To support a cause of action for fraud or misrepresentation, the plaintiff must prove that (1) the defendant promised to perform some act in the future; (2) at the time the alleged promise was made the defendant had no intention of performing such an act; (3) the plaintiff relied upon the promise, (4) the plaintiff acted to his detriment, and (5) the plaintiff suffered damages. Wolf v. Fernandez, 733 S.W.2d 695, 697 (Tex.Civ.App.--San Antonio 1987).

Crenshaw's own testimony establishes that General Dynamics' offer of assistance in securing other employment for him was something less than a "promise." When asked whether anyone at General Dynamics had promised him another job, Crenshaw replied:

There was no specific promise. The implication I got was that they would make their best effort.

Thus, as a threshold matter, Crenshaw cannot prove even the first element of a cause of action for fraudulent misrepresentation. The district court properly granted General Dynamics judgment as a matter of law on this point as well.

c. Detrimental Reliance/Estoppel

Finally, Crenshaw argues that the district court improperly granted summary judgment on his estoppel claims. We disagree. Under Texas law, a plaintiff urging estoppel must prove that (1) the defendant made a promise, (2) which the defendant should reasonably expect would induce action or forbearance on the part of the plaintiff, (3) which does in fact induce the action or forbearance, and (4) which must be enforced to prevent injustice. "Moore" Burger, Inc. v. Phillips Petroleum Co., 492 S.W.2d 934 (Tex.1972).

As noted above, Crenshaw admitted in his deposition that he did not consider General Dynamics' offer of assistance to be a "promise." Furthermore, he admitted that the only possible detriment he suffered was the loss of two months' worth of job hunting. As General Dynamics argues, this is not the type of "injustice" that equitable doctrine was intended to redress. We find no error in the trial court's decision to grant summary judgment in General Dynamics' favor.Attorney's Fees

As noted above, General Dynamics filed an application for attorney's fees pursuant to the district court's suggestion in its order granting summary judgment. In violation of Local Rule 4(B),3  Crenshaw failed to file an objection to the application within the prescribed five-day period. General Dynamics now argues that Crenshaw has waived all objections to the imposition of fees, or to the amount awarded, by his failure to timely object in the district court.

As Crenshaw properly argues, Texas follows the so-called "American Rule," which imposes the burden of attorney's fees upon the individual litigants. See Alyeska Pipeline Service Co. v. Wilderness Society, 421 U.S. 240, 259 n. 31, 95 S. Ct. 1612, 1622 n. 31, 44 L. Ed. 2d 141 (1975). Thus, Texas courts have denied attorney's fees to the prevailing party in wrongful termination suits brought pursuant to Texas law. See e.g. Guerra v. Brown, 800 S.W.2d 343 (Tex.App.--Corpus Christi 1990). Accordingly, General Dynamics has no statutory right to be compensated for the attorney's fees expended in defense of Crenshaw's suit.4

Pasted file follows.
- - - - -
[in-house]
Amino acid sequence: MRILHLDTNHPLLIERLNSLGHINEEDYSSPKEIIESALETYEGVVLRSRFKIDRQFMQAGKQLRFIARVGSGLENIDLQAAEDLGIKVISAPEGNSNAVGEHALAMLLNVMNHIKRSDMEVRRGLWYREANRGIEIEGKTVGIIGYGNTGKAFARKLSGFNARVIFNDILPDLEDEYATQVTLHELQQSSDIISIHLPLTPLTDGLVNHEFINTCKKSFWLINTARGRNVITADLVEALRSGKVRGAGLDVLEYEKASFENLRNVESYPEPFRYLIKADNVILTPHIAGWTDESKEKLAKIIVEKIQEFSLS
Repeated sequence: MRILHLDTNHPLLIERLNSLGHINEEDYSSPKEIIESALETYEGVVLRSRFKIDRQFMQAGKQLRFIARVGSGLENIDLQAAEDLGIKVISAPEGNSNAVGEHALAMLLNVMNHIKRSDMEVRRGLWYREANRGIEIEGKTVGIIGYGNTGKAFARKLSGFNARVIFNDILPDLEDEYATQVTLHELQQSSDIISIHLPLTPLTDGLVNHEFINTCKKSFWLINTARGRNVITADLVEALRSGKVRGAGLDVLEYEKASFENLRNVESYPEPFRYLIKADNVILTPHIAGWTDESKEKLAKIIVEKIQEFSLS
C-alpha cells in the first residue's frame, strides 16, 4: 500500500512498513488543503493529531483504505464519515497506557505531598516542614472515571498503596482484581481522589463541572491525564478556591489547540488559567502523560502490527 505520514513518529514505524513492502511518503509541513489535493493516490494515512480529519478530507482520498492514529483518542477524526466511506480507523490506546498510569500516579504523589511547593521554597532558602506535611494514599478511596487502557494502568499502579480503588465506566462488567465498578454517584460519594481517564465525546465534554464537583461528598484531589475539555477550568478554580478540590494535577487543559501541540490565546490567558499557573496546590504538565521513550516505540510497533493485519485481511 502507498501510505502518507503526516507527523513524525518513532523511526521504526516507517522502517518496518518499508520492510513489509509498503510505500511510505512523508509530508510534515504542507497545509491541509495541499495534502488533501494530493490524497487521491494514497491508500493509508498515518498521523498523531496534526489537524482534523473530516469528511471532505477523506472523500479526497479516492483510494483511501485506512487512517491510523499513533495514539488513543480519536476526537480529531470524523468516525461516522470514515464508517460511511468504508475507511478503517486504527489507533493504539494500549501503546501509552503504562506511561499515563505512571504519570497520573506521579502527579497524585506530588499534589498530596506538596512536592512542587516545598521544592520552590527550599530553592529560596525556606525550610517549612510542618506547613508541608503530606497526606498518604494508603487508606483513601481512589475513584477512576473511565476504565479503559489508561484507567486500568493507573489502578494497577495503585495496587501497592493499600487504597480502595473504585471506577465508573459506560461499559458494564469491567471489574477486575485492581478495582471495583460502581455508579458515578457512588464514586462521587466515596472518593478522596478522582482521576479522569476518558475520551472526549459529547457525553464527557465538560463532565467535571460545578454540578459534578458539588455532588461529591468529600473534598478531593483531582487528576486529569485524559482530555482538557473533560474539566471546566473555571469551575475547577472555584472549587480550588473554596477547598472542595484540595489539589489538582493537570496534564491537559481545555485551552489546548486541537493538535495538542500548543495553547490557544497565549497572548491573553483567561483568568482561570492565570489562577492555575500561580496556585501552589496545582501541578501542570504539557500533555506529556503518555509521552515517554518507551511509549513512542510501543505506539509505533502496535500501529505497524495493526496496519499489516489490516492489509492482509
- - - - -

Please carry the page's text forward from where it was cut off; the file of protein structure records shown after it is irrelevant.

A federal court may, however, award attorney's fees to a successful litigant when his opponent has commenced or conducted an action in bad faith, vexatiously, or for the purpose of harassment. F.D. Rich Co. v. United States, 417 U.S. 116, 129, 94 S. Ct. 2157, 2165, 40 L. Ed. 2d 703 (1974). In such a case, the court must make specific findings as to the frivolousness of the suit, or the bad faith of a party before fees are awarded on such a basis. Dow Chemical Pacific Ltd. v. Rascator Maritime S.A., 782 F.2d 329, 344-45 (2d Cir. 1986). In this case, the trial court made no such findings as to the reason it awarded fees in favor of General Dynamics. Accordingly, remand is warranted. Dow Chemical Pacific Ltd., 782 F.2d at 345.

In ordering remand, we reject General Dynamics' suggestion that Federal Rule of Civil Procedure 54(d) and Local Rule 4(B) independently authorize the court to impose attorney fees upon Crenshaw. Neither rule creates a substantive right to attorney's fees, but merely dictates what procedure should be followed " [w]hen attorney's fees are taxable as costs." Local Rule 4(B). Rule 54(d) is irrelevant, since it addresses the recovery of costs, which are clearly distinguishable from attorney's fees. See 10 C. Wright and A. Miller, Federal Practice and Procedure Sec. 2666 at 173 (1983). Furthermore, we cannot read Local Rule 4(B) to create a right to recover fees, by waiver or otherwise, when substantive law creates no such entitlement. See Tiedel v. Northwestern Michigan College, 865 F.2d 88 (6th Cir. 1988) (where the court rejected an application for attorney's fees brought pursuant to a local rule, finding the rule contrary to Congress intent to limit recovery of attorney's fees.)

Conclusion

For the foregoing reasons, the judgment of the district court is AFFIRMED in part, and VACATED and REMANDED in part.

 1

Tex.Bus. & Comm.Code Ann. Sec. 26.01 (Vernon 1987)

 2

To protect employees, Texas law recognizes two exceptions to the employment-at-will doctrine, neither of which applies in this situation. Under the exceptions, public employees and some private employees are protected against retaliatory firings for reporting violations of criminal or certain occupational laws and regulations. See e.g., Tex.Rev.Civ.Stat.Ann. art. 6252-16a (Vernon Supp.1990); Tex. Health & Safety Code Ann. Sec. 242.133 (Vernon Supp.1990); Tex.Rev.Civ.Stat.Ann. art. 5221k Sec. 5.05

 3

This rule provides in part:

When attorney's fees are taxable as costs, an application for them must be made with the application for costs. Objections to allowance of the bill, the attorney's fees, or both must be filed within five days of the bill's filing.

 4

Although General Dynamics relied upon Christiansburg Garment Co. v. EEOC, 434 U.S. 412, 98 S. Ct. 694, 54 L. Ed. 2d 648 (1978) in its fee application, its reliance was clearly misplaced. That case was brought pursuant to Title VII, where attorney's fees are specifically authorized by statute